• There are many no-code / low-code website building options out here — see CIRA's CMS (Website builder) speed dating blog post for examples.
  • Ultimately these let you build a site quickly, but in most cases you are limited to the ‘building blocks’ the provider gives you.
  • In the cases where a provider allows you custom ‘building blocks’, technical skills in HTML, CSS, JavaScript will be important.
  • Sites built by a website builder tend to have issues with page load speeds, which can negatively affect your search rankings.

Static site generators (SSG)

Benefits of static generators from the Hugo website

There are many choices; see the top starred ones on GitHub.

In addition to avoiding a database dependency:

  • Speed
  • Security
  • Can review / validate files/sites before you publish

Can use JavaScript and/or non-static servers for dynamic elements like forms, payments/stores.

  • Jamstack is a popular method of doing this.

CMS based on SSG

  • Cloud Cannon
  • Decap CMS
  • Tina Cloud
  • Vercel
  • Quite useful to reduce the required technical skills required to use a static site generator
  • Like a managed dynamic CMS, these generally cost more than managing yourself, but saves you time and effort.

SEO (Search Engine Optimization)

Page load speeds

  • While not the single most important factor for your search engine ranking, it is a significant factor.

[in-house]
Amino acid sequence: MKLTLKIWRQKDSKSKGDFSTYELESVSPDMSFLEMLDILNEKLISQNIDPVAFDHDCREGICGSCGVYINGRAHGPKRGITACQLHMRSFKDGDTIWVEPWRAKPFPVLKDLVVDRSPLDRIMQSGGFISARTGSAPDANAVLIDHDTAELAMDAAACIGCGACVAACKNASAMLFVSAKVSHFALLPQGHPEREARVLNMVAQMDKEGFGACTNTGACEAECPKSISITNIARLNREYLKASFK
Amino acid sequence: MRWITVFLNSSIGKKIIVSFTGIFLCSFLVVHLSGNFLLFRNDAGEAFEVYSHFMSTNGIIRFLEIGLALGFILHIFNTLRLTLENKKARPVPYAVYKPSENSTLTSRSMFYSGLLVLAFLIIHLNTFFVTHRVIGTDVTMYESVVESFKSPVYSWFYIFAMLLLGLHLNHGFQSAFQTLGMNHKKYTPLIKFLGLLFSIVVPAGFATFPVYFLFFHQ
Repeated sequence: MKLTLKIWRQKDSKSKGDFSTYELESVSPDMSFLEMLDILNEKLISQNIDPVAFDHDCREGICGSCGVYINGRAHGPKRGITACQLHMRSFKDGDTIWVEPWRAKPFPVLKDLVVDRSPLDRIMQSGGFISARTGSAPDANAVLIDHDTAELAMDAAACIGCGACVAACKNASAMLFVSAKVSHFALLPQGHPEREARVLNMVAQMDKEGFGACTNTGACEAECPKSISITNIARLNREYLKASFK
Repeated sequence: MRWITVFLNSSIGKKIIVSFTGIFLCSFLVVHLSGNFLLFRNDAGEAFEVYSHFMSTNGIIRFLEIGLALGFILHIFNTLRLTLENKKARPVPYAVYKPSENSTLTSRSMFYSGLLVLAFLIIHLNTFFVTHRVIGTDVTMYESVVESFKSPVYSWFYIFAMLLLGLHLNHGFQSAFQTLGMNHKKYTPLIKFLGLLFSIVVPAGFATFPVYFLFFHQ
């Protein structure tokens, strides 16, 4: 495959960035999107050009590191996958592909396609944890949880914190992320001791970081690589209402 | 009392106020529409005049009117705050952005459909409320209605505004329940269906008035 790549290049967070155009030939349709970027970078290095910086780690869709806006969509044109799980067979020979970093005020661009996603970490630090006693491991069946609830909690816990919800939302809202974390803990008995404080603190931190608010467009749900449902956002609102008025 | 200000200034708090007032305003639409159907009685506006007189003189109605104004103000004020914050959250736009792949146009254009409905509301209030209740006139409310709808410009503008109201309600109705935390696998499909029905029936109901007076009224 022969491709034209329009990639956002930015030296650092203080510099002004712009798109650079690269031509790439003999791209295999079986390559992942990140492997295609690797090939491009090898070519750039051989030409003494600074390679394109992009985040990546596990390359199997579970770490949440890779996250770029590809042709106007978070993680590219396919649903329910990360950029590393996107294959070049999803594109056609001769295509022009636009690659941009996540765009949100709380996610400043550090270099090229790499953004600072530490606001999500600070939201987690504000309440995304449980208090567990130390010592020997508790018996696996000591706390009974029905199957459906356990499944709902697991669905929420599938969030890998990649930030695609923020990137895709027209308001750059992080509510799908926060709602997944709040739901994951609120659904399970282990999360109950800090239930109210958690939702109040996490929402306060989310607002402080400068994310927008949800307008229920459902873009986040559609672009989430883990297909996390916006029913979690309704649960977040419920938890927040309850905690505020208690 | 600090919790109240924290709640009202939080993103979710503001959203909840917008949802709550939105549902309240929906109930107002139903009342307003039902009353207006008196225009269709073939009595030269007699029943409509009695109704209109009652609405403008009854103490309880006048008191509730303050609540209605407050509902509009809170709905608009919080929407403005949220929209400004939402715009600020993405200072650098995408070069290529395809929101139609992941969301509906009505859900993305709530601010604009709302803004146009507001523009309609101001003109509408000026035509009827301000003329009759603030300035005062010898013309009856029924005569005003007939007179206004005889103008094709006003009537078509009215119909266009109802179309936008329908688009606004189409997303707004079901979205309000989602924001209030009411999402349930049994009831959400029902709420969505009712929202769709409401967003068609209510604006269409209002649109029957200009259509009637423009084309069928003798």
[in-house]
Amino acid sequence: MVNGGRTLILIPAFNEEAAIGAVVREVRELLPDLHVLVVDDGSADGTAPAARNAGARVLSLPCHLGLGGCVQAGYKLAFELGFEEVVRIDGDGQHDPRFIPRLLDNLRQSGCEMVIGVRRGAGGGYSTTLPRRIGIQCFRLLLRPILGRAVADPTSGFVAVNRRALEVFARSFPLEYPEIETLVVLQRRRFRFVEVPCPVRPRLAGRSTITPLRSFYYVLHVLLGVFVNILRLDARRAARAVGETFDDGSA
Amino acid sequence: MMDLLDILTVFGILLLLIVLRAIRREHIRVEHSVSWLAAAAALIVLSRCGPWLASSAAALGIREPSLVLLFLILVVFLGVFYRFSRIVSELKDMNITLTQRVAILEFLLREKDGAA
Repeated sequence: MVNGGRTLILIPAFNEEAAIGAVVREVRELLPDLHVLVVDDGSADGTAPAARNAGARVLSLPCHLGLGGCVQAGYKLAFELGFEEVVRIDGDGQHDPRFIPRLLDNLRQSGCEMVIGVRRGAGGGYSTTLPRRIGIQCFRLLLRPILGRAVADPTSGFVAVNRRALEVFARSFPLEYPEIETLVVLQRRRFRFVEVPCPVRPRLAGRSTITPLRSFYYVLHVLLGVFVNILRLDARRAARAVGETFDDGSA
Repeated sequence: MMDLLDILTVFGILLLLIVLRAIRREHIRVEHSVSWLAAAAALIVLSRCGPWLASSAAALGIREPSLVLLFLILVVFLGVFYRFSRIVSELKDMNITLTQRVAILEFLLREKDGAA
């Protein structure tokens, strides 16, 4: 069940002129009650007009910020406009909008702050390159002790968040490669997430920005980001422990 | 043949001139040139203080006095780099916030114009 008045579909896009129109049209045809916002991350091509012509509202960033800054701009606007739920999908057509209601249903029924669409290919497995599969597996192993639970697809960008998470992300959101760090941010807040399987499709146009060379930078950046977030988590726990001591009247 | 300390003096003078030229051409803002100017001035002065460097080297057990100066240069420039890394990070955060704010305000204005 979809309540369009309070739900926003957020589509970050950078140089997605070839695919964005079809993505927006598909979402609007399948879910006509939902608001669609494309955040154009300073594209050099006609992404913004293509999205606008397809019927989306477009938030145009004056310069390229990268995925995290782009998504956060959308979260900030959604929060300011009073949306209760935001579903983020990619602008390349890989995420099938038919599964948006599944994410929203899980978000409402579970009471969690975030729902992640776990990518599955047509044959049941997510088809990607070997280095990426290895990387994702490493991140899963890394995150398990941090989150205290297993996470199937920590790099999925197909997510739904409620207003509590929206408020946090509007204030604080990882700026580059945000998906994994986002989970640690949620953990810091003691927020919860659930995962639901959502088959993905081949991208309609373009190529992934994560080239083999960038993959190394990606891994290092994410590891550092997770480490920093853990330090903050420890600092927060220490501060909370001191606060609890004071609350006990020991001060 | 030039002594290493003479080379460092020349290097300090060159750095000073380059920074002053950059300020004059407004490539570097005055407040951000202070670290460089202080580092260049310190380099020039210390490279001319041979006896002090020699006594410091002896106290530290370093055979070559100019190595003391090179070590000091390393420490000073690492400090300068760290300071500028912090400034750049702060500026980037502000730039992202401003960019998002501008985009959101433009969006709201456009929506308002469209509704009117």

• Slow loading is likely the first thing your visitor will complain about on an otherwise interesting / well designed site.
  • By complain, I mean to themselves; chances of getting feedback other than lost eyeballs due to page load speeds is unlikely.
  • Fortunately there are many techniques for improving load speeds, especially for the part ‘above the fold’ (i.e. what first appears).

Metadata / microformats / structured data

  • This is ‘stuff’ that is not displayed on the page, but is designed for search engines, and other automated processing, to ‘understand’ what is on your site.
  • It also includes things like ‘Twitter cards’ and ‘Open Graph Protocol’ images and text. These are used by other sites (like Twitter) to create the graphic and text that users on those sites will see when someone includes a link to your site.
  • There is also a type of ‘microformat’ that is embedded in the main web page, and is designed to help automated processing.

Lighthouse /

  • Testing frameworks like Google uses this as part of their ‘scoring’ of websites (especially the technical aspects).
  • Four topics: Performance, Accessibility, Best Practices, and SEO
  • Lighthouse can be used locally from the Chrome or Edge web developer tools (F12).
  • runs against live sites such as this report on my tech site
  • Also available for use as an API (e.g. for automated testing before going live).

Content is King

  • More than any ’tricks’ for SEO, content matters
  • Also, time, and the snowball effect of getting noticed (and linked to by real sites, and people)